More Evidence That the States Are Now Driving the Employment Law Changes Around the Country
July 13, 2017 | Angela Snyder, Esq.
Washington Jumps on the Paid Family and Medical Leave Bandwagon, But Paid Sick Leave is Coming First
Last week, Washington joined California, New York, New Jersey, and Rhode Island in guaranteeing paid family leave. Washington’s law is perhaps the most generous of the bunch, and the first to pay for the program without tacking it onto a state run disability program. The District of Columbia also approved a paid family leave law that will take effect in July 2020.
Washington State’s law will also take effect in 2020 and will offer eligible workers 12 weeks of paid time off for the birth or adoption of a child or for the serious health condition of the worker or the worker’s family member and an additional two weeks of leave for complicated pregnancies.
Washington’s paid family and medical leave will be funded through weekly paycheck contributions made by both employers and employees, similar to health insurance. Lower wage earners and their employers will contribute less than higher wage earners and their employers. Employers with less than 50 employees will have no obligation to contribute, although their employees will still contribute. Finally, self-employed workers in Washington will also be eligible to participate.
While employers in Washington have some time to prepare for this new law, this law stands as further proof that the big employment law changes are taking place at the state level. Employers with employees in multiple states should be ready to update their handbooks to include changes to state laws. Additionally, Washington employers do not have to wait until 2020 for a big change, as paid sick time is coming to the state in 2018.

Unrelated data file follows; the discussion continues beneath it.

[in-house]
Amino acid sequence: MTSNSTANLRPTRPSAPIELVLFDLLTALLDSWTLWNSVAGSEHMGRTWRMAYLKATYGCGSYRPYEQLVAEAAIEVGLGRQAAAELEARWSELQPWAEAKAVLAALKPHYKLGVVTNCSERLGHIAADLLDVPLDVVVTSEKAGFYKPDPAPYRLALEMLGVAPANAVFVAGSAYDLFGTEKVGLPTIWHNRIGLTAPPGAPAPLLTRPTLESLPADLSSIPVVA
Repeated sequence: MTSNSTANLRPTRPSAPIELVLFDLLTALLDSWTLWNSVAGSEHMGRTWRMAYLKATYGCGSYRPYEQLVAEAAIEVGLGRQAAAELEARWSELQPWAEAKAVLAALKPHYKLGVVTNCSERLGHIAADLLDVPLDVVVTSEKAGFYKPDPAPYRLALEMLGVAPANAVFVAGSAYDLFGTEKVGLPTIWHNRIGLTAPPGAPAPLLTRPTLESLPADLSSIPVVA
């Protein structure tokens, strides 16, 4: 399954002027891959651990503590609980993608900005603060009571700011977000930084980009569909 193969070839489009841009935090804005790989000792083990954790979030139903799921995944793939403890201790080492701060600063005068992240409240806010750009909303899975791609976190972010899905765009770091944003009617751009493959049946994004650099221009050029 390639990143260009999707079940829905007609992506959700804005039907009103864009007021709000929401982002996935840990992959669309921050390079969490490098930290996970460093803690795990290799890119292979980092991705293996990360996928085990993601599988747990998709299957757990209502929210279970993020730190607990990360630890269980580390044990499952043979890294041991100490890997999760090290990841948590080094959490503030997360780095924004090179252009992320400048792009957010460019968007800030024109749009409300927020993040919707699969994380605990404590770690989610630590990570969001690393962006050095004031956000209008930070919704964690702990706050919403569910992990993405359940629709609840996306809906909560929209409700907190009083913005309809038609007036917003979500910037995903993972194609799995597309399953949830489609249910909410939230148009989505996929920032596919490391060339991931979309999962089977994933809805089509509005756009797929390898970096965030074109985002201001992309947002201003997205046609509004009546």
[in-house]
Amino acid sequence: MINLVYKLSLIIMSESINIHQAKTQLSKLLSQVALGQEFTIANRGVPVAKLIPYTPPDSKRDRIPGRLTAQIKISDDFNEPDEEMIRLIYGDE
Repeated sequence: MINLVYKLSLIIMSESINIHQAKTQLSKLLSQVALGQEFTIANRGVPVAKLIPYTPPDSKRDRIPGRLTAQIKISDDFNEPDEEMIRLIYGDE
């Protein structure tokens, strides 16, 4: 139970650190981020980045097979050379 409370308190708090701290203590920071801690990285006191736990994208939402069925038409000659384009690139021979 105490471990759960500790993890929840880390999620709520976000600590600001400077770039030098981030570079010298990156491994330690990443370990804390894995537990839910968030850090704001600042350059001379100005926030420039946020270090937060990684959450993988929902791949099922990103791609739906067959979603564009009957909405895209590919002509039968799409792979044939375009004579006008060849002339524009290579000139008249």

The statewide Paid Sick Leave law is largely modeled after Seattle’s Paid Sick and Safe Time Ordinance that took effect in 2012. While both the Seattle and the proposed state law provide paid leave for the same reasons—an employee’s own or a family member’s illness, injury or medical care, a public health emergency, or qualifying reason under the state’s Domestic Violence Leave Act—they also have differences. It is important for employers to understand that where the state and local paid sick leave rules differ, employers will have to provide the benefit that is most generous to the employee. This will create complex compliance challenges, and we recommend working with an employment attorney to create and administer policies that satisfy both state and local laws. L&I is in the process of developing proposed rules for the new sick leave law, which will include opportunities for public comment, including public hearings. If you are interested in taking part, you can sign up for updates: http://www.lni.wa.gov/Main/Listservs/WRWageHour.asp.
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